President Joe Biden and Sen. Mitch McConnell (R-KY) will jointly celebrate the costly 2021 infrastructure bill in Covington, Kentucky, on Wednesday.
McConnell, who — along with 18 other Republican senators — enabled Biden’s $1.2 trillion infrastructure bill, will travel to his home state to celebrate the 2021 legislative success with Biden. The pair will specifically laud the upgrades to Brent Spence Bridge, which spans the Ohio River from Covington to Cincinnati, Ohio.
Biden will “deliver remarks on how his economic plan is rebuilding our infrastructure, creating good-paying jobs that don’t require a four-year degree, and revitalizing communities left behind,” the White House announced.
McConnell’s decision to work with the Biden administration to pass the infrastructure bill was highly controversial, though it follows a pattern of McConnell working against conservatives in 2022.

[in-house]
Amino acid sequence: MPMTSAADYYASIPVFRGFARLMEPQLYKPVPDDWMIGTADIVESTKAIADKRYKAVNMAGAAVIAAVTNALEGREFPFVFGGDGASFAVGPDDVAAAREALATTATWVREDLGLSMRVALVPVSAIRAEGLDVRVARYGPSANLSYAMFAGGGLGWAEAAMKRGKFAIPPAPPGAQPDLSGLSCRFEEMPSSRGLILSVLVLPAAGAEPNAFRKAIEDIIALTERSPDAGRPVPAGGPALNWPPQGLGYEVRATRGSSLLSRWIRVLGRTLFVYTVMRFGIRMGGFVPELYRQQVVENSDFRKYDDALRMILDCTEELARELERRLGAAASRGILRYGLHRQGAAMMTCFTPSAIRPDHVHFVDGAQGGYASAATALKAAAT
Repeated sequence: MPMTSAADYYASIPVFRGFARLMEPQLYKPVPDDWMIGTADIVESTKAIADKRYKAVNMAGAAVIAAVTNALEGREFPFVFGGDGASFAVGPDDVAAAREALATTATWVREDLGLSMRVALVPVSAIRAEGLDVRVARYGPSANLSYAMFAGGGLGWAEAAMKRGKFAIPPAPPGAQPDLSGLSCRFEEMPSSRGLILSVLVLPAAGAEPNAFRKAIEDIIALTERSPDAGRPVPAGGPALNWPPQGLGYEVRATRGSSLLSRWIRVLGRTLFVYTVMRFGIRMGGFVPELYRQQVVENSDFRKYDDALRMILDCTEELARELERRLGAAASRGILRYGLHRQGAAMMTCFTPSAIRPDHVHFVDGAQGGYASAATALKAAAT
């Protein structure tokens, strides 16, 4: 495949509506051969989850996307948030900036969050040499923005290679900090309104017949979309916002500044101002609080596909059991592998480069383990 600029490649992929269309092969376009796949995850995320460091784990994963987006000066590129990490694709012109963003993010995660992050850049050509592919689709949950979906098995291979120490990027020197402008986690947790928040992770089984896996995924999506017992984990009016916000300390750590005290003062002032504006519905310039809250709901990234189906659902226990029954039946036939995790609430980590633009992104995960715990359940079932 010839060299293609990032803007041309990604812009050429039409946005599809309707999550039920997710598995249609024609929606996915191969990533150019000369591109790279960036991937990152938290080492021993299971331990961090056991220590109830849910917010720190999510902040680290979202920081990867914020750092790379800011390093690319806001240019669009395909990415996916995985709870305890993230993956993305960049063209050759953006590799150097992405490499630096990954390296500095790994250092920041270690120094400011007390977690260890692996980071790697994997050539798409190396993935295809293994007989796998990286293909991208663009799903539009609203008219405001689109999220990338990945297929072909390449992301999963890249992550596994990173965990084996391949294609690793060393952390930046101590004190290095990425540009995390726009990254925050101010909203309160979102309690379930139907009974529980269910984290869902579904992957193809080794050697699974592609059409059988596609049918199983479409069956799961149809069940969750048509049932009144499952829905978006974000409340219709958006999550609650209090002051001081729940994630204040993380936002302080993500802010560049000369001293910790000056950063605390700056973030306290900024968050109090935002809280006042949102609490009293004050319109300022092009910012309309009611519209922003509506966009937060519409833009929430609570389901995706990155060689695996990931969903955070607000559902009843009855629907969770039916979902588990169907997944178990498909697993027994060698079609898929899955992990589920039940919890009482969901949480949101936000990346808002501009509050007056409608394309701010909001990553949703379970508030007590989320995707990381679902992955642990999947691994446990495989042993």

“Why is it that Old Crow Mitch McConnell voted for a terrible Democrat Socialist Infrastructure Plan, and induced others in his Party to do likewise, when he was incapable of getting a great Infrastructure Plan wanting to be put forward by me and the Republican Party?” former President Donald Trump asked in November.
But establishment Senate allies on Wednesday defended McConnell’s decision to work with Biden. Senate Minority Whip John Thune (R-SD) told Punchbowl News compromising with Democrats is a good idea.
“In a time of divided government, you try and find things that you can do together,” he said about the infrastructure bill. “And at least for the both of them, this is an issue that they feel is a mutual accomplishment.”
McConnell has also defended his enabling of Biden’s agenda.
“I’m proud of my vote,” McConnell said, acknowledging the massive package was “extremely good for my state.”
Under McConnell’s Senate leadership, the national debt has risen by nearly $20 trillion, illegal immigration has continued, and real wages for American workers have not increased. Obamacare was enacted in 2010. Big banks were bailed out in 2008, and social media companies have silenced individuals without repercussions. In December, McConnell voted to approve $45 billion more aid for Ukraine.